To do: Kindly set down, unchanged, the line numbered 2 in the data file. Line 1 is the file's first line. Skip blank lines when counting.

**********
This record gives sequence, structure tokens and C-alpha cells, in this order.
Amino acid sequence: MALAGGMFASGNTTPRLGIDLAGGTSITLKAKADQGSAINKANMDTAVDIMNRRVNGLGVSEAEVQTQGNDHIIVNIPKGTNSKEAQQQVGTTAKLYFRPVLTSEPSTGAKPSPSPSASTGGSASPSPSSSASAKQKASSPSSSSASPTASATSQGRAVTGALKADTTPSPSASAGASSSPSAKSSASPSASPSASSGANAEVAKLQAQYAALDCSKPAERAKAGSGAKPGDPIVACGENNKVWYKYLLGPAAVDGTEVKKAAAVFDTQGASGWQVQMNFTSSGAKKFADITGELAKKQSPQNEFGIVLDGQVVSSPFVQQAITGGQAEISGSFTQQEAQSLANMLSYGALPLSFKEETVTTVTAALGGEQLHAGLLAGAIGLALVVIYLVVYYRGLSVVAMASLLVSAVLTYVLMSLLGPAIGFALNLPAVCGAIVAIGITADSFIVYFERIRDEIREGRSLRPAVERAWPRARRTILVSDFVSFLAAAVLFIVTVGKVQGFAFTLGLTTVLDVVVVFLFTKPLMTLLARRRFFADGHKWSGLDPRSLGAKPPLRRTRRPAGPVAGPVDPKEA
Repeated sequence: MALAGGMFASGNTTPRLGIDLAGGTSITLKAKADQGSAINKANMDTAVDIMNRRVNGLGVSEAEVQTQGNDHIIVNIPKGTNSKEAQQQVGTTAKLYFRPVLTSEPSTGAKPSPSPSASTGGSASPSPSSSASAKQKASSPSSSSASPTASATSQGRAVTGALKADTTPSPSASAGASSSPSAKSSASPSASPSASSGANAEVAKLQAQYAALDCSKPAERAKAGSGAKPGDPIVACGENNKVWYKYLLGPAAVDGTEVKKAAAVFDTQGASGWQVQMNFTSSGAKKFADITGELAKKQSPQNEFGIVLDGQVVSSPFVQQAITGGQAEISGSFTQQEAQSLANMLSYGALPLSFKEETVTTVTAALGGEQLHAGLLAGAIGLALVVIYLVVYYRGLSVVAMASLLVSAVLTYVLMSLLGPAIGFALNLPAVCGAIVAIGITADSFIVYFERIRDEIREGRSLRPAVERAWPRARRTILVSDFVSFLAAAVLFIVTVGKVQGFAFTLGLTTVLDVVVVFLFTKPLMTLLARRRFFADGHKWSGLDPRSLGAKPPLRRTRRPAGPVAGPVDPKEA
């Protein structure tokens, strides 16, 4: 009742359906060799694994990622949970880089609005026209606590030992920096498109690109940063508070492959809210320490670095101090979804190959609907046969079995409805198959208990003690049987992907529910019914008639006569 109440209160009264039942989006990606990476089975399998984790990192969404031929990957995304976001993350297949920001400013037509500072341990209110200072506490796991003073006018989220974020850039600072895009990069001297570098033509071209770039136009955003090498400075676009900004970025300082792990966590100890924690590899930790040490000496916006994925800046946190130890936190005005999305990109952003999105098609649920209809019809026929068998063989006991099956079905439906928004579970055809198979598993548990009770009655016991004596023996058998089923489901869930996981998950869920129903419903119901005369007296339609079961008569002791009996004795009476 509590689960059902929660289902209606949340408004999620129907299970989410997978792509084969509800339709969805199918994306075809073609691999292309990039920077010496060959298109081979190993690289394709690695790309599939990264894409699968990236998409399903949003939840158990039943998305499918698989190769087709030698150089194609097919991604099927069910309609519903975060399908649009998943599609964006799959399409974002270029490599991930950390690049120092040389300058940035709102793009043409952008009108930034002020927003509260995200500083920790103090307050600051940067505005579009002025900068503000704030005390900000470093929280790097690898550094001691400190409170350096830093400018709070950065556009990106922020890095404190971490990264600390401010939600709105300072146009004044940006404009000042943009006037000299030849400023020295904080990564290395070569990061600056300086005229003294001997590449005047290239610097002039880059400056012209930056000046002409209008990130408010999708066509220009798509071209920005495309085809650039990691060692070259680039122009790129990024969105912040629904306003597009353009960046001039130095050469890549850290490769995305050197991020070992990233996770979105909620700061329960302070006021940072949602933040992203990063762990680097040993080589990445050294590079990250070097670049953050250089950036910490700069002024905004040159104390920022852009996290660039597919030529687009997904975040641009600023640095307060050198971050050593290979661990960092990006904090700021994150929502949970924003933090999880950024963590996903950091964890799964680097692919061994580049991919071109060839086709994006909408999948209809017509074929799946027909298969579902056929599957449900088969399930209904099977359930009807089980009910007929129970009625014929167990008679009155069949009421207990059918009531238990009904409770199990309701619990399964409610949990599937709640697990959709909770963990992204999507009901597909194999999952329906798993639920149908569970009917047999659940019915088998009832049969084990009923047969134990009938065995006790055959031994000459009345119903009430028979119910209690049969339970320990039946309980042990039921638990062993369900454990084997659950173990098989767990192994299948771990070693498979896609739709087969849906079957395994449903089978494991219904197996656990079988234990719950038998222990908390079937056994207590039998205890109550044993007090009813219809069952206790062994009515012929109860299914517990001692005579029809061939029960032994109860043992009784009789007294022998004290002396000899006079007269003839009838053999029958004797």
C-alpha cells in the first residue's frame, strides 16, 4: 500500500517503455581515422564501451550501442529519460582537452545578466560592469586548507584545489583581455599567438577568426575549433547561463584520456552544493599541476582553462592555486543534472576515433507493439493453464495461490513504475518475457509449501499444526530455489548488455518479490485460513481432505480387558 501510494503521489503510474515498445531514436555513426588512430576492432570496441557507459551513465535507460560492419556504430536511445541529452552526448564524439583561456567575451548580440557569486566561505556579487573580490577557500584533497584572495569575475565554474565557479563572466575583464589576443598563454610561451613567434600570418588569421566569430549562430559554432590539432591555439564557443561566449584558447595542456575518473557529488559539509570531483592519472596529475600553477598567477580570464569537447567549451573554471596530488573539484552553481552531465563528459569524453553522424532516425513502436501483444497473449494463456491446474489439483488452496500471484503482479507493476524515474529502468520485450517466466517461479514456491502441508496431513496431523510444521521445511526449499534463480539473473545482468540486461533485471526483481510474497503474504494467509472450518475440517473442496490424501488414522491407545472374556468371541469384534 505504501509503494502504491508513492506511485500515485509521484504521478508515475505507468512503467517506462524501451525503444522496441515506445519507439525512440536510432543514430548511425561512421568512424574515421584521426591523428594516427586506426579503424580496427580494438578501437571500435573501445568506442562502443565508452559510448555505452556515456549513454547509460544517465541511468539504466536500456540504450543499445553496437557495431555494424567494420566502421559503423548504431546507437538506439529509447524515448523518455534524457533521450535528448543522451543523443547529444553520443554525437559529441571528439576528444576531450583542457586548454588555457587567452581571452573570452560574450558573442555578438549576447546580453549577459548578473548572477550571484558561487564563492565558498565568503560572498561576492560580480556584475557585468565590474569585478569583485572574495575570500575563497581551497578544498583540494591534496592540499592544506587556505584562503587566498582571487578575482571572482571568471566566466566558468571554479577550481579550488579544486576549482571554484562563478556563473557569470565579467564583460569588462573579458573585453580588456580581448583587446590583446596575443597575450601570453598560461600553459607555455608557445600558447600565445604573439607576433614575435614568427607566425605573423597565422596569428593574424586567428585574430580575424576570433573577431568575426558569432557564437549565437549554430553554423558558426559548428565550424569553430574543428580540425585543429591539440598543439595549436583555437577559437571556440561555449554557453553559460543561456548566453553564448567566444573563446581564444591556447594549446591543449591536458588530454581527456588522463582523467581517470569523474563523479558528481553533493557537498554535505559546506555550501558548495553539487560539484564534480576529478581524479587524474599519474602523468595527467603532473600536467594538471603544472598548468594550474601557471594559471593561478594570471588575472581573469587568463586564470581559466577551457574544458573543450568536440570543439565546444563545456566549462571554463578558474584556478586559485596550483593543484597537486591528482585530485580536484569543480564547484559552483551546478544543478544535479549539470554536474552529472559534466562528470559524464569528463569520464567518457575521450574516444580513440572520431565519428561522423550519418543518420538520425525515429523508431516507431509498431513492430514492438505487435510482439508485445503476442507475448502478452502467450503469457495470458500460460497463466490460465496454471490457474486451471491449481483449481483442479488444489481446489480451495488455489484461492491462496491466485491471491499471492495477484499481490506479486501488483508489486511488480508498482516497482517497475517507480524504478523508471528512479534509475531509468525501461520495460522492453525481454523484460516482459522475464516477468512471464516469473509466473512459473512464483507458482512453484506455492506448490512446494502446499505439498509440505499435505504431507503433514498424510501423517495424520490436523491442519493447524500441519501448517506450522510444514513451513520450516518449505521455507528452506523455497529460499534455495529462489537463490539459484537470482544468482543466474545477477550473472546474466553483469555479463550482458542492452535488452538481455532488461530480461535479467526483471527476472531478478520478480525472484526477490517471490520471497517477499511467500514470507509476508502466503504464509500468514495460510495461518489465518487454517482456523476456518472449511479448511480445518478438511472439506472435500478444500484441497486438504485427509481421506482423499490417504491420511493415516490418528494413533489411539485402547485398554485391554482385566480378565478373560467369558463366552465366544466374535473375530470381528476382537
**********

Amino acid sequence: MALAGGMFASGNTTPRLGIDLAGGTSITLKAKADQGSAINKANMDTAVDIMNRRVNGLGVSEAEVQTQGNDHIIVNIPKGTNSKEAQQQVGTTAKLYFRPVLTSEPSTGAKPSPSPSASTGGSASPSPSSSASAKQKASSPSSSSASPTASATSQGRAVTGALKADTTPSPSASAGASSSPSAKSSASPSASPSASSGANAEVAKLQAQYAALDCSKPAERAKAGSGAKPGDPIVACGENNKVWYKYLLGPAAVDGTEVKKAAAVFDTQGASGWQVQMNFTSSGAKKFADITGELAKKQSPQNEFGIVLDGQVVSSPFVQQAITGGQAEISGSFTQQEAQSLANMLSYGALPLSFKEETVTTVTAALGGEQLHAGLLAGAIGLALVVIYLVVYYRGLSVVAMASLLVSAVLTYVLMSLLGPAIGFALNLPAVCGAIVAIGITADSFIVYFERIRDEIREGRSLRPAVERAWPRARRTILVSDFVSFLAAAVLFIVTVGKVQGFAFTLGLTTVLDVVVVFLFTKPLMTLLARRRFFADGHKWSGLDPRSLGAKPPLRRTRRPAGPVAGPVDPKEA